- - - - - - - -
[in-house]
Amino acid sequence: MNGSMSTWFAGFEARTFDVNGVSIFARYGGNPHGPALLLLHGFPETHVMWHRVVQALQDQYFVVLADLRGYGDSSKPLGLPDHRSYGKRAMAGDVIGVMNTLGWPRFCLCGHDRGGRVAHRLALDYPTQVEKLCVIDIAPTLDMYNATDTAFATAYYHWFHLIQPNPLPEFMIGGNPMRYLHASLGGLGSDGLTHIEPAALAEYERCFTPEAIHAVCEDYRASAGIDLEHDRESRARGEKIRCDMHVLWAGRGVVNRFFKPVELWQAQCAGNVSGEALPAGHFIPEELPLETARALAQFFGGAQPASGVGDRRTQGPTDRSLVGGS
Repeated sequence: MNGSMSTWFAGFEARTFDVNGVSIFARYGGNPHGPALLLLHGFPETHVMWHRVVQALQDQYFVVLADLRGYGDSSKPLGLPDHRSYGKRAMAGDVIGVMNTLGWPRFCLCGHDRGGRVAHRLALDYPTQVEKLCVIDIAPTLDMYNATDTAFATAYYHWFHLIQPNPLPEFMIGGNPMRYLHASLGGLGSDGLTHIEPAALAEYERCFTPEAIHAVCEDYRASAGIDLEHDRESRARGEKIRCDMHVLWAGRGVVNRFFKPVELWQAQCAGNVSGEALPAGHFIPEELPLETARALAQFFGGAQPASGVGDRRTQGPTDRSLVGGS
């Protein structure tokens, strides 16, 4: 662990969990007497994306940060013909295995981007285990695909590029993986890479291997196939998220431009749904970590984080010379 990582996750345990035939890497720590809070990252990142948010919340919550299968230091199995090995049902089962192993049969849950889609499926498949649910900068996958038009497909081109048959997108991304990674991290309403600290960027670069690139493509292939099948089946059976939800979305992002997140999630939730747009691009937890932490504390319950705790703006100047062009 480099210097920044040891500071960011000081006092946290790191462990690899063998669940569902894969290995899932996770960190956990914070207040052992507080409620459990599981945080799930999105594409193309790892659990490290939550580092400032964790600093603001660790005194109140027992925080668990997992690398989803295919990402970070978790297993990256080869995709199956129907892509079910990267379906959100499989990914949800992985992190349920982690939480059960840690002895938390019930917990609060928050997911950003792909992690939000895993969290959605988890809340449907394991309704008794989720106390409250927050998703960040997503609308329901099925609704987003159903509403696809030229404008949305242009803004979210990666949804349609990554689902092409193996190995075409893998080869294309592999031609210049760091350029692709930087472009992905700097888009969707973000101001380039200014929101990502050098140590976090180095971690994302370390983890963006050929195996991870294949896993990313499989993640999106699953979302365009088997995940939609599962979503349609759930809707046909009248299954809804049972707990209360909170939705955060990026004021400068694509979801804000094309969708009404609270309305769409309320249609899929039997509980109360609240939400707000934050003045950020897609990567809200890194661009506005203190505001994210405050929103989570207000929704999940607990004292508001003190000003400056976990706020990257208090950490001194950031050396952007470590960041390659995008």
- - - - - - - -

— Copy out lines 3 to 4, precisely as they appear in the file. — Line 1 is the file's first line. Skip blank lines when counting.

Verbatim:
Repeated sequence: MNGSMSTWFAGFEARTFDVNGVSIFARYGGNPHGPALLLLHGFPETHVMWHRVVQALQDQYFVVLADLRGYGDSSKPLGLPDHRSYGKRAMAGDVIGVMNTLGWPRFCLCGHDRGGRVAHRLALDYPTQVEKLCVIDIAPTLDMYNATDTAFATAYYHWFHLIQPNPLPEFMIGGNPMRYLHASLGGLGSDGLTHIEPAALAEYERCFTPEAIHAVCEDYRASAGIDLEHDRESRARGEKIRCDMHVLWAGRGVVNRFFKPVELWQAQCAGNVSGEALPAGHFIPEELPLETARALAQFFGGAQPASGVGDRRTQGPTDRSLVGGS
């Protein structure tokens, strides 16, 4: 662990969990007497994306940060013909295995981007285990695909590029993986890479291997196939998220431009749904970590984080010379 990582996750345990035939890497720590809070990252990142948010919340919550299968230091199995090995049902089962192993049969849950889609499926498949649910900068996958038009497909081109048959997108991304990674991290309403600290960027670069690139493509292939099948089946059976939800979305992002997140999630939730747009691009937890932490504390319950705790703006100047062009 480099210097920044040891500071960011000081006092946290790191462990690899063998669940569902894969290995899932996770960190956990914070207040052992507080409620459990599981945080799930999105594409193309790892659990490290939550580092400032964790600093603001660790005194109140027992925080668990997992690398989803295919990402970070978790297993990256080869995709199956129907892509079910990267379906959100499989990914949800992985992190349920982690939480059960840690002895938390019930917990609060928050997911950003792909992690939000895993969290959605988890809340449907394991309704008794989720106390409250927050998703960040997503609308329901099925609704987003159903509403696809030229404008949305242009803004979210990666949804349609990554689902092409193996190995075409893998080869294309592999031609210049760091350029692709930087472009992905700097888009969707973000101001380039200014929101990502050098140590976090180095971690994302370390983890963006050929195996991870294949896993990313499989993640999106699953979302365009088997995940939609599962979503349609759930809707046909009248299954809804049972707990209360909170939705955060990026004021400068694509979801804000094309969708009404609270309305769409309320249609899929039997509980109360609240939400707000934050003045950020897609990567809200890194661009506005203190505001994210405050929103989570207000929704999940607990004292508001003190000003400056976990706020990257208090950490001194950031050396952007470590960041390659995008």